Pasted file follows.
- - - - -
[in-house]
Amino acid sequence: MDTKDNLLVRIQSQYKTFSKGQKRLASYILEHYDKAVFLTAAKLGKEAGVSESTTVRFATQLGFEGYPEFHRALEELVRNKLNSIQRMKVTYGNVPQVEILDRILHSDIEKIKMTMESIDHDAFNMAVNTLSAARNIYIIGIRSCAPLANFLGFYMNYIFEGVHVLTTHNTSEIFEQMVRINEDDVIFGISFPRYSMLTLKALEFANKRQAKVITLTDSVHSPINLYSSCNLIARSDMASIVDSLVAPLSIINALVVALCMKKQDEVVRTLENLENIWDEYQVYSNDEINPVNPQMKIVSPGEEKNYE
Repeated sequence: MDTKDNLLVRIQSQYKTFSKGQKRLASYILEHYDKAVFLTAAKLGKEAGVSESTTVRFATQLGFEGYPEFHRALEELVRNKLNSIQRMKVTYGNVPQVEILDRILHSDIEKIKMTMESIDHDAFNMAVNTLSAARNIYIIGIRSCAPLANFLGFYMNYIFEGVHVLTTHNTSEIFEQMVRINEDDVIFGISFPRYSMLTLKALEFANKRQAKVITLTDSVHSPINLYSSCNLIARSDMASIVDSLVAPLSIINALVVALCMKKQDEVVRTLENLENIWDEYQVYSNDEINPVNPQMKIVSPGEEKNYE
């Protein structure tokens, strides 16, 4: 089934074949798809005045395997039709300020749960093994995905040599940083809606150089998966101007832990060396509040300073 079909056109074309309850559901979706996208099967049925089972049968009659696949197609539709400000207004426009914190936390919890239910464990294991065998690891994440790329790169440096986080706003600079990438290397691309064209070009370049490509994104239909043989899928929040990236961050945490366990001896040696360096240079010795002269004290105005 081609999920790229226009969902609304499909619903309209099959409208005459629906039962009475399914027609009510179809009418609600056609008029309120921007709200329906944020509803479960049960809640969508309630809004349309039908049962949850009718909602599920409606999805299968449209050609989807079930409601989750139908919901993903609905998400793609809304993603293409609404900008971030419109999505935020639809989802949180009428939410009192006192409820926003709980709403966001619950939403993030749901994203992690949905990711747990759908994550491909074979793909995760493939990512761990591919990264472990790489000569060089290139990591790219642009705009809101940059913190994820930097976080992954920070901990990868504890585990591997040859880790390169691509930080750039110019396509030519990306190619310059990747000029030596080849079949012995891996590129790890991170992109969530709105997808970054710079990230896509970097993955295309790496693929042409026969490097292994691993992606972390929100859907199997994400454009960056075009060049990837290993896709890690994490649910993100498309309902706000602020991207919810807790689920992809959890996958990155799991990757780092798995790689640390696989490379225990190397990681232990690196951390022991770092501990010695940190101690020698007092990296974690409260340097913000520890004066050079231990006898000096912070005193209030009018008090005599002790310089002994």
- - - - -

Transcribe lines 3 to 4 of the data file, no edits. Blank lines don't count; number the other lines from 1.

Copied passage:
Repeated sequence: MDTKDNLLVRIQSQYKTFSKGQKRLASYILEHYDKAVFLTAAKLGKEAGVSESTTVRFATQLGFEGYPEFHRALEELVRNKLNSIQRMKVTYGNVPQVEILDRILHSDIEKIKMTMESIDHDAFNMAVNTLSAARNIYIIGIRSCAPLANFLGFYMNYIFEGVHVLTTHNTSEIFEQMVRINEDDVIFGISFPRYSMLTLKALEFANKRQAKVITLTDSVHSPINLYSSCNLIARSDMASIVDSLVAPLSIINALVVALCMKKQDEVVRTLENLENIWDEYQVYSNDEINPVNPQMKIVSPGEEKNYE
């Protein structure tokens, strides 16, 4: 089934074949798809005045395997039709300020749960093994995905040599940083809606150089998966101007832990060396509040300073 079909056109074309309850559901979706996208099967049925089972049968009659696949197609539709400000207004426009914190936390919890239910464990294991065998690891994440790329790169440096986080706003600079990438290397691309064209070009370049490509994104239909043989899928929040990236961050945490366990001896040696360096240079010795002269004290105005 081609999920790229226009969902609304499909619903309209099959409208005459629906039962009475399914027609009510179809009418609600056609008029309120921007709200329906944020509803479960049960809640969508309630809004349309039908049962949850009718909602599920409606999805299968449209050609989807079930409601989750139908919901993903609905998400793609809304993603293409609404900008971030419109999505935020639809989802949180009428939410009192006192409820926003709980709403966001619950939403993030749901994203992690949905990711747990759908994550491909074979793909995760493939990512761990591919990264472990790489000569060089290139990591790219642009705009809101940059913190994820930097976080992954920070901990990868504890585990591997040859880790390169691509930080750039110019396509030519990306190619310059990747000029030596080849079949012995891996590129790890991170992109969530709105997808970054710079990230896509970097993955295309790496693929042409026969490097292994691993992606972390929100859907199997994400454009960056075009060049990837290993896709890690994490649910993100498309309902706000602020991207919810807790689920992809959890996958990155799991990757780092798995790689640390696989490379225990190397990681232990690196951390022991770092501990010695940190101690020698007092990296974690409260340097913000520890004066050079231990006898000096912070005193209030009018008090005599002790310089002994």